Fashion needs the women who are a little bit punk rock — women who are bold and subversive and considered in many settings to be “a lot.” It needs the women who are going to look at things sideways and consider what could be different. What could be better. What could be weird.
Sonia Rykiel was that woman. Called the “Queen of Knitwear,” she took the average sweater and made it something to covet. She took color, pulled it apart and put it back together in her signature stripes. Her clothes were big and textured, sometimes sequined and pigment-saturated. They were fun. They were created for the multifaceted lives her customers led, live and will lead.
“She invented not just a style but an attitude,” said French President Francois Holland in BBC’s tribute to the designer, “a way of living and being, and offered a freedom of movement.”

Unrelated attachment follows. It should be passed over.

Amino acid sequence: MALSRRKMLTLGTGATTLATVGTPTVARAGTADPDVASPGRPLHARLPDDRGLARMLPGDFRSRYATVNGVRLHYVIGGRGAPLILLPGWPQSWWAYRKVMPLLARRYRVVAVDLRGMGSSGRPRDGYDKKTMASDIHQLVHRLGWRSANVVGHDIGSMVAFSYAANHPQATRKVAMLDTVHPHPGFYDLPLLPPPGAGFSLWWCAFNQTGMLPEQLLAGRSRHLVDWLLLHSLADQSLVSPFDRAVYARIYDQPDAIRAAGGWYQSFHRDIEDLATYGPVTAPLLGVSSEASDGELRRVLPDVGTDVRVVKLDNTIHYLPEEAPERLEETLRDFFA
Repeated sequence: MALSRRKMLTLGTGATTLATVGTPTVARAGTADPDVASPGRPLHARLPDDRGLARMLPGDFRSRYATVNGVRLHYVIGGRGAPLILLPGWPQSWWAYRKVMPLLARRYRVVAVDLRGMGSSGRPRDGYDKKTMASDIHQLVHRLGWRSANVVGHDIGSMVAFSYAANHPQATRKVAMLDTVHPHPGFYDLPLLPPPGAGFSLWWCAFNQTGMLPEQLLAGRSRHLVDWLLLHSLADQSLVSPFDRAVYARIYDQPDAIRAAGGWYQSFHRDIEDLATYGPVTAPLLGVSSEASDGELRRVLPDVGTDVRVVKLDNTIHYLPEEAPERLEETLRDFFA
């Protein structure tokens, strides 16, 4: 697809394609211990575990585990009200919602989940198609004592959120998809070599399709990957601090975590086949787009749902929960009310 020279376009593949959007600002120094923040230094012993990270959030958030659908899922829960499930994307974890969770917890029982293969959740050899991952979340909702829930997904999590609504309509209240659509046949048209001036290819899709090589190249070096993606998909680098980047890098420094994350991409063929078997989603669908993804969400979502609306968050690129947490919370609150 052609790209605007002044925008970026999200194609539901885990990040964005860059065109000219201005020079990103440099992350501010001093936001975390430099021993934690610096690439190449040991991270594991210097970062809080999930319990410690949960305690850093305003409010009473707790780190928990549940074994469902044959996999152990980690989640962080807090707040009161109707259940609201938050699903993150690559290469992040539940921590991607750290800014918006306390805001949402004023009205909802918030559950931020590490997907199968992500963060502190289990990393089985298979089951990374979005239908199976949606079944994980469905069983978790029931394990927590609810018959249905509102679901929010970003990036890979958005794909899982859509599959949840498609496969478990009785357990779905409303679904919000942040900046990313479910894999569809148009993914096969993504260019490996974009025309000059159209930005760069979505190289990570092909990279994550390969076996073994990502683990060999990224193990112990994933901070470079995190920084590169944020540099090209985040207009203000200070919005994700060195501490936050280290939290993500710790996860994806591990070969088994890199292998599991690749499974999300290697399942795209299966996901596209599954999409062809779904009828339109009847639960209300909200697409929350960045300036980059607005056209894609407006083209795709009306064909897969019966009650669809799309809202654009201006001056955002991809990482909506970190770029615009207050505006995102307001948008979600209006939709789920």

Freedom of movement. Is that not exactly what all women crave, what so many designers hope to achieve, what photographers wish to capture and what illustrators beg for as they sit in their chair, hunched over a paper with pen, waiting for a breeze to make the garment move? What these bold, loud women know is that personality and vision can create the breeze for you. There’s no waiting for someone else’s wind.
Getting dressed in a way that expresses one’s self is a dance between wearer and garment. What Sonia Rykiel did — the legacy she will leave behind — is offer women a true partner in crime.